Algernon Charles Swinburne's dramatic and lyrical poem "Laus Veneris" and Edward Burne-Jones's subsequent painting of the same title were created within 4 years of each other, the poem in 1866 and the painting in 1870.
According to Julia Cartwright, Burne-Jones incorporated some of the details from Swinburne's poem into his painting, while Swinburne was able to see the watercolor version of Burne-Jones's painting, yet to be completed. Burne-Jones's Laus Veneris shares the same mood of sadness, particularly in the eyes and the languid gesture of the love-sick queen. The painter depicts her beautifully attired in flame colored robes with a golden crown on her lap, yet her sad and pale expression contrasts her splendor. She reclines wearily in her bower, the "palace in the mountain," hung with an elaborate tapestry embroidered with love tales of olden times, featuring Venus on a chariot. Four maidens sit by her side with open scrolls of music, singing praises of love to cheer her up. Behind the figures and through the open window, there are five knights who seem to pause and listen, intrigued by the scene. This scene appears in Swinburne's description:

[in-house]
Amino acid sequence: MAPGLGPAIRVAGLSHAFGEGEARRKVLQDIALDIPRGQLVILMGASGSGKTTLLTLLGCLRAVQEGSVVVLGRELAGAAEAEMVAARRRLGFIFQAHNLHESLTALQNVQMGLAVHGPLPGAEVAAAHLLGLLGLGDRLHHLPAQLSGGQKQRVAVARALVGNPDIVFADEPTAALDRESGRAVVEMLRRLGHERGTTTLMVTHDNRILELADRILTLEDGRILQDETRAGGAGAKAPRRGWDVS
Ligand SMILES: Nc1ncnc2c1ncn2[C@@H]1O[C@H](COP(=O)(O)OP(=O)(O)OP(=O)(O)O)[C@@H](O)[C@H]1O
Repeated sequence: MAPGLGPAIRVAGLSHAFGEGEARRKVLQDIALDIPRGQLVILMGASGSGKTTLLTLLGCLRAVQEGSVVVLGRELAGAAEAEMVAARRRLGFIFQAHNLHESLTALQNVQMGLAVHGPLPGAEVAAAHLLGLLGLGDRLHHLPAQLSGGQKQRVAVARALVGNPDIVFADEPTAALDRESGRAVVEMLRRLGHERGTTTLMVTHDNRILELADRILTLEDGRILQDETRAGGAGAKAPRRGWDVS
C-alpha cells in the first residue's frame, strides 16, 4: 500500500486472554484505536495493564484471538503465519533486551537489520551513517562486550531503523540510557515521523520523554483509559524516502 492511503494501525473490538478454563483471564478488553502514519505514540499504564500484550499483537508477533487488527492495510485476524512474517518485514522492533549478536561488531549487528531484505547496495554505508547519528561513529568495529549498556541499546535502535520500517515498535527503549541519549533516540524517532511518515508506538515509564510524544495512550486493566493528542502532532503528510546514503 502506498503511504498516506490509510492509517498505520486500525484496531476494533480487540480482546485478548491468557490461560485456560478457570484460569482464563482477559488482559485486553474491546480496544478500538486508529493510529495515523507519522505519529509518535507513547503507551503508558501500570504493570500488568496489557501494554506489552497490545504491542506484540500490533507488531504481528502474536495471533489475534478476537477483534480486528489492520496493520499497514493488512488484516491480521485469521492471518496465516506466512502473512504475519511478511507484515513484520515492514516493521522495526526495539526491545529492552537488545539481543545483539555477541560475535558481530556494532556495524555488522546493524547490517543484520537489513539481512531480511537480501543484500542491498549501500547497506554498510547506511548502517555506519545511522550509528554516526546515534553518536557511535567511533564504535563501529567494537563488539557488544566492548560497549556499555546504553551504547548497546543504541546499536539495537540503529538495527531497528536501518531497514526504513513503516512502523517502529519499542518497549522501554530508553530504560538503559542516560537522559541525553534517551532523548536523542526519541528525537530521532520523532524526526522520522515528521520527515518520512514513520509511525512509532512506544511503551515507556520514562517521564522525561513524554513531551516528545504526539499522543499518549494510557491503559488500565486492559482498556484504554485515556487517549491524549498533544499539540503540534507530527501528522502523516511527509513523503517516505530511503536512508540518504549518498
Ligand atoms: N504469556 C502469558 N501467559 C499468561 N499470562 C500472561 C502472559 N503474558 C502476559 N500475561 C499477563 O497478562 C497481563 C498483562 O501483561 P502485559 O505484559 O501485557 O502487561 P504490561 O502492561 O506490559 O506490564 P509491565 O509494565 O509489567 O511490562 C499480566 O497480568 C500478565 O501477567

Certain stanzas in Swinburne's poem seem to directly connect to the painter's choices and inclusion of detail in this manner, capturing the overall tone of love sick sadness. The claustrophobic atmosphere of the "Horsel," or Venus's palace, presented in the poem: "Inside the Horsel here the air is hot;/ Right little peace one hath for it, God wot;" shows in the tight composition of this scene. The tapestry's elaborate scene seems to compete with the presence of the ten figures, creating a crowded composition. The glowing red tones and sumptuous coloring, for which the painting received much praise, appears in these stanzas:
In 1866 her mother hired Edward Burne-Jones to do a painting for her (he had chosen "Cupid finding Psyche") and they fell in love. Possibly they lived together for a few months in 1869. Burne-Jones ended the affair around 1871 because he felt too much guilt, but he couldn't get her out of his mind and kept painting her as a sorceress or a temptress, for example in "The Beguiling of Merlin".
Several member of the Pre-Raphaelite brotherhood objected to the nudity of Demophoon and asked him to cover the character up. Burne-Jones refused and resigned from the brotherhood.
The fateful slumber floats and flows